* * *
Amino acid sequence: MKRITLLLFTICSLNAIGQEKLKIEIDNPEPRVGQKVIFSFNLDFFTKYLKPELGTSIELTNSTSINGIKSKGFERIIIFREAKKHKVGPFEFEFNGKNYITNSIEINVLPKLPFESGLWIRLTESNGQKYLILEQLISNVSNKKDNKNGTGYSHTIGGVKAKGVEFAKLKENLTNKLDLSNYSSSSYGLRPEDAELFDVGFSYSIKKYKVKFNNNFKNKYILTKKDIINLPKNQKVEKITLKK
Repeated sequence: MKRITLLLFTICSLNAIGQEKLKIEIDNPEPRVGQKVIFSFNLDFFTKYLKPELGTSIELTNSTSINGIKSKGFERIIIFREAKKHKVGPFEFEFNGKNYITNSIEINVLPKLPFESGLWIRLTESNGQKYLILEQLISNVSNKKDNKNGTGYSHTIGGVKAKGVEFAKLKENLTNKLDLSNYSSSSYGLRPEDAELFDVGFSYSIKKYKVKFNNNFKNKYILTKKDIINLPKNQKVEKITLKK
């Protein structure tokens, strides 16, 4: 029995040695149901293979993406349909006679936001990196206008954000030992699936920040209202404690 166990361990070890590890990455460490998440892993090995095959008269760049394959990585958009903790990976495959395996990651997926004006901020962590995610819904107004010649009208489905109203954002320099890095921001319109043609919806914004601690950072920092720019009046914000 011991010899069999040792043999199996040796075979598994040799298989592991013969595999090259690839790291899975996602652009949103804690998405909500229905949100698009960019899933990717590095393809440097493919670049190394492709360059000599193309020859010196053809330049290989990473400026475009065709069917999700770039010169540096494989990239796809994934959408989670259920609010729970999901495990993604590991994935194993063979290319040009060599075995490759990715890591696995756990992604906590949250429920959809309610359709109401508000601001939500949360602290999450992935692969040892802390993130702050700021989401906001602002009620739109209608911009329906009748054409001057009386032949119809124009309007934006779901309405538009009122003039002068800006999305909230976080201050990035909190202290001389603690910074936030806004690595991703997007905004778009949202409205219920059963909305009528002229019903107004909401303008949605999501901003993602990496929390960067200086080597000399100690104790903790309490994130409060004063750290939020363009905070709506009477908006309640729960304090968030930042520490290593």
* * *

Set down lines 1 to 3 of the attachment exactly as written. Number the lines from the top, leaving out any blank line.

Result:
Amino acid sequence: MKRITLLLFTICSLNAIGQEKLKIEIDNPEPRVGQKVIFSFNLDFFTKYLKPELGTSIELTNSTSINGIKSKGFERIIIFREAKKHKVGPFEFEFNGKNYITNSIEINVLPKLPFESGLWIRLTESNGQKYLILEQLISNVSNKKDNKNGTGYSHTIGGVKAKGVEFAKLKENLTNKLDLSNYSSSSYGLRPEDAELFDVGFSYSIKKYKVKFNNNFKNKYILTKKDIINLPKNQKVEKITLKK
Repeated sequence: MKRITLLLFTICSLNAIGQEKLKIEIDNPEPRVGQKVIFSFNLDFFTKYLKPELGTSIELTNSTSINGIKSKGFERIIIFREAKKHKVGPFEFEFNGKNYITNSIEINVLPKLPFESGLWIRLTESNGQKYLILEQLISNVSNKKDNKNGTGYSHTIGGVKAKGVEFAKLKENLTNKLDLSNYSSSSYGLRPEDAELFDVGFSYSIKKYKVKFNNNFKNKYILTKKDIINLPKNQKVEKITLKK
């Protein structure tokens, strides 16, 4: 029995040695149901293979993406349909006679936001990196206008954000030992699936920040209202404690 166990361990070890590890990455460490998440892993090995095959008269760049394959990585958009903790990976495959395996990651997926004006901020962590995610819904107004010649009208489905109203954002320099890095921001319109043609919806914004601690950072920092720019009046914000 011991010899069999040792043999199996040796075979598994040799298989592991013969595999090259690839790291899975996602652009949103804690998405909500229905949100698009960019899933990717590095393809440097493919670049190394492709360059000599193309020859010196053809330049290989990473400026475009065709069917999700770039010169540096494989990239796809994934959408989670259920609010729970999901495990993604590991994935194993063979290319040009060599075995490759990715890591696995756990992604906590949250429920959809309610359709109401508000601001939500949360602290999450992935692969040892802390993130702050700021989401906001602002009620739109209608911009329906009748054409001057009386032949119809124009309007934006779901309405538009009122003039002068800006999305909230976080201050990035909190202290001389603690910074936030806004690595991703997007905004778009949202409205219920059963909305009528002229019903107004909401303008949605999501901003993602990496929390960067200086080597000399100690104790903790309490994130409060004063750290939020363009905070709506009477908006309640729960304090968030930042520490290593």